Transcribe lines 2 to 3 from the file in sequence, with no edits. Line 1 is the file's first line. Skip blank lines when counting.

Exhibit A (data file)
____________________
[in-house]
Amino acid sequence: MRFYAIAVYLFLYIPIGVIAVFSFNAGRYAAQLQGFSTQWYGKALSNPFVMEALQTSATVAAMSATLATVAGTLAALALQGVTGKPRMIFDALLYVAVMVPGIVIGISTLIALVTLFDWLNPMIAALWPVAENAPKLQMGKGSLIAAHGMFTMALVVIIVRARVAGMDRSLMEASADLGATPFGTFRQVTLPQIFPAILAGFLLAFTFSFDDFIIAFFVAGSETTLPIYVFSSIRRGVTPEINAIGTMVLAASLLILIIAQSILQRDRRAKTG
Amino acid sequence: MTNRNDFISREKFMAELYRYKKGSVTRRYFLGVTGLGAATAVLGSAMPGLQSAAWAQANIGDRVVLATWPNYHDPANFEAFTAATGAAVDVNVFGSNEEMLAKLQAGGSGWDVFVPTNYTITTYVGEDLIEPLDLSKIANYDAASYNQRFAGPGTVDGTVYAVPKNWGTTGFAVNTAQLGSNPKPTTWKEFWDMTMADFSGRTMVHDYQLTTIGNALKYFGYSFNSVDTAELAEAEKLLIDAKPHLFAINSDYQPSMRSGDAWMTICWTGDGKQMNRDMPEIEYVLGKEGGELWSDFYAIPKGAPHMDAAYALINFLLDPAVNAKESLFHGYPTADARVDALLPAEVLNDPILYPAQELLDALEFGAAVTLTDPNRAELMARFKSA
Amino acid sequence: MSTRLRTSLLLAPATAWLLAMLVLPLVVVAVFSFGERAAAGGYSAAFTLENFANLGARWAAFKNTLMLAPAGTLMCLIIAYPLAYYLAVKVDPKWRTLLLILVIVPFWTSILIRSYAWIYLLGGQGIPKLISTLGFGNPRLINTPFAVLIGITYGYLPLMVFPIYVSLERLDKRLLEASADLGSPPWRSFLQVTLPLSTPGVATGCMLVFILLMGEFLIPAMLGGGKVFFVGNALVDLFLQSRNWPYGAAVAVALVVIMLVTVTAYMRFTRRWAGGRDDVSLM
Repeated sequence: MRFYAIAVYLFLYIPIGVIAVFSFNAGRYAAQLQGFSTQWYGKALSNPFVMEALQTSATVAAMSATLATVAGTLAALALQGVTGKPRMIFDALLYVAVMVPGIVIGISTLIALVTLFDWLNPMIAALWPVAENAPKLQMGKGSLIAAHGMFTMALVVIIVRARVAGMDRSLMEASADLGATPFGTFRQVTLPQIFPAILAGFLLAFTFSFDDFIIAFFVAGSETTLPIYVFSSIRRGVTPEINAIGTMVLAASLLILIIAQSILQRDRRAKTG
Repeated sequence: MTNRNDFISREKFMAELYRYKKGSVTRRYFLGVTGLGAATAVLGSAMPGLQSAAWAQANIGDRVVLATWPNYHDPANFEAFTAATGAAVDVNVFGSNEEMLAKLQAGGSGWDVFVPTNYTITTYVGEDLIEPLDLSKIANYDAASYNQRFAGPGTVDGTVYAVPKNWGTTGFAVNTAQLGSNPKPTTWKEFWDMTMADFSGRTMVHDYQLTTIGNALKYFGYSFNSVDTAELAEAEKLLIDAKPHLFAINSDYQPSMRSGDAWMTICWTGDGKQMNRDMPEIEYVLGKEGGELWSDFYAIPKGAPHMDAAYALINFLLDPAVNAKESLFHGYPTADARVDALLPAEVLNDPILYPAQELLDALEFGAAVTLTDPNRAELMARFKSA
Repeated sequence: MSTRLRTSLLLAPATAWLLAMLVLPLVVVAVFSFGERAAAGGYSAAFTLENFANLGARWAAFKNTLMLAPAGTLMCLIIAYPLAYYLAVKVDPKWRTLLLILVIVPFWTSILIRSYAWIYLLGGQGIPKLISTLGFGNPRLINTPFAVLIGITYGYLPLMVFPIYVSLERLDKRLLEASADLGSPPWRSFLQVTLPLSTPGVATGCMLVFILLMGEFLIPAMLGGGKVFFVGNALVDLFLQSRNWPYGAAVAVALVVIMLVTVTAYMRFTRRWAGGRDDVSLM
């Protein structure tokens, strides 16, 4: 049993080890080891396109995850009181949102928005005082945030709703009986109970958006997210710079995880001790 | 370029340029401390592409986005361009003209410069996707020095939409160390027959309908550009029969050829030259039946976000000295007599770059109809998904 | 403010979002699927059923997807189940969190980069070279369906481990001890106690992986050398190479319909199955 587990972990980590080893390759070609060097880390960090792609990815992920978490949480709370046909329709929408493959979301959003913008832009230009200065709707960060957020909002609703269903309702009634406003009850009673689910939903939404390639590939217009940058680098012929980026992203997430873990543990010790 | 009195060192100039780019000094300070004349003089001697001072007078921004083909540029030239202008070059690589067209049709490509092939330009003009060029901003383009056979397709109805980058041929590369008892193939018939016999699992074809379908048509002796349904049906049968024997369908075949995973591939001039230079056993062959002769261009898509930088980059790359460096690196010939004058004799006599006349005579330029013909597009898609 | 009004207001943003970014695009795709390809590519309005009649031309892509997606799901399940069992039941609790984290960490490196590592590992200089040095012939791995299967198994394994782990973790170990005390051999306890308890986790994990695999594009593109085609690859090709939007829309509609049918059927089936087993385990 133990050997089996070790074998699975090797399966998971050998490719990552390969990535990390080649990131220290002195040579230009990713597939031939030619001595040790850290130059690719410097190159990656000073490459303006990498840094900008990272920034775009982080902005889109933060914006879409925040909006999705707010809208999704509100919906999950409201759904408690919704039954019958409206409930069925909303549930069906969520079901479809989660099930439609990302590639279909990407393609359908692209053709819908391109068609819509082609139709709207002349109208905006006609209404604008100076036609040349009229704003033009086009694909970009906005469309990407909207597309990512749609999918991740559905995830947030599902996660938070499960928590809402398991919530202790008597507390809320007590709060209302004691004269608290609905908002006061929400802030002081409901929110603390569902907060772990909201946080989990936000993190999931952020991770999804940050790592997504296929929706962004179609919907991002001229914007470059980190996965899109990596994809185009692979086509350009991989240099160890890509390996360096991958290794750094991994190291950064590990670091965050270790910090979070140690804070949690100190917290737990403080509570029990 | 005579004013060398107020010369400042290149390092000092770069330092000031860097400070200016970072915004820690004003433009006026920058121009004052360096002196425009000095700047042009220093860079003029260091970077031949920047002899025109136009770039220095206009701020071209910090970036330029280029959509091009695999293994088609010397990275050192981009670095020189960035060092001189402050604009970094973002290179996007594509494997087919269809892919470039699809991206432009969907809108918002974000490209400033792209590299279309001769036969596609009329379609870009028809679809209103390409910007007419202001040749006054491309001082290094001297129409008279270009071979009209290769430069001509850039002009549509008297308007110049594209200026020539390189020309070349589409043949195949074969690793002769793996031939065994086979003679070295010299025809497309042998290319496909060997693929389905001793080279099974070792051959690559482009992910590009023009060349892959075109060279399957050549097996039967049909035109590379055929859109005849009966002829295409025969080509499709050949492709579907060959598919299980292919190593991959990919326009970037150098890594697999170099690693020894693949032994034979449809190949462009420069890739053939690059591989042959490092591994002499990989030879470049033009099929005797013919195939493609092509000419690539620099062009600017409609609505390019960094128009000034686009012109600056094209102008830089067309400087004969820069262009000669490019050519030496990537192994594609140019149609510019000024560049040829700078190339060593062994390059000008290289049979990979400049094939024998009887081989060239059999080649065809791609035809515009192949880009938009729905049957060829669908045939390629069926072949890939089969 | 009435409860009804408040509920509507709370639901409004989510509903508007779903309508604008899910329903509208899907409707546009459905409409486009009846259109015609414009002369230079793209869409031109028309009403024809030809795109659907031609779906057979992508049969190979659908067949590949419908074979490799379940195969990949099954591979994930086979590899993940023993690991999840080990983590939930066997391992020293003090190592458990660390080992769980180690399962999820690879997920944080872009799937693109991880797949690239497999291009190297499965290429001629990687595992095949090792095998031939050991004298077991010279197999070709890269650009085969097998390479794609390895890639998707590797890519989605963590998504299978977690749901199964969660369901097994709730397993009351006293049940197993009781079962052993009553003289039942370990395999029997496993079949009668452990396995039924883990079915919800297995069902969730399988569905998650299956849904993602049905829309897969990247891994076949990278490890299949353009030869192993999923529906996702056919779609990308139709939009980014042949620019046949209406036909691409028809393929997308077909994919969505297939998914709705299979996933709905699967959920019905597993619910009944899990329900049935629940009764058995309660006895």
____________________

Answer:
Amino acid sequence: MRFYAIAVYLFLYIPIGVIAVFSFNAGRYAAQLQGFSTQWYGKALSNPFVMEALQTSATVAAMSATLATVAGTLAALALQGVTGKPRMIFDALLYVAVMVPGIVIGISTLIALVTLFDWLNPMIAALWPVAENAPKLQMGKGSLIAAHGMFTMALVVIIVRARVAGMDRSLMEASADLGATPFGTFRQVTLPQIFPAILAGFLLAFTFSFDDFIIAFFVAGSETTLPIYVFSSIRRGVTPEINAIGTMVLAASLLILIIAQSILQRDRRAKTG
Amino acid sequence: MTNRNDFISREKFMAELYRYKKGSVTRRYFLGVTGLGAATAVLGSAMPGLQSAAWAQANIGDRVVLATWPNYHDPANFEAFTAATGAAVDVNVFGSNEEMLAKLQAGGSGWDVFVPTNYTITTYVGEDLIEPLDLSKIANYDAASYNQRFAGPGTVDGTVYAVPKNWGTTGFAVNTAQLGSNPKPTTWKEFWDMTMADFSGRTMVHDYQLTTIGNALKYFGYSFNSVDTAELAEAEKLLIDAKPHLFAINSDYQPSMRSGDAWMTICWTGDGKQMNRDMPEIEYVLGKEGGELWSDFYAIPKGAPHMDAAYALINFLLDPAVNAKESLFHGYPTADARVDALLPAEVLNDPILYPAQELLDALEFGAAVTLTDPNRAELMARFKSA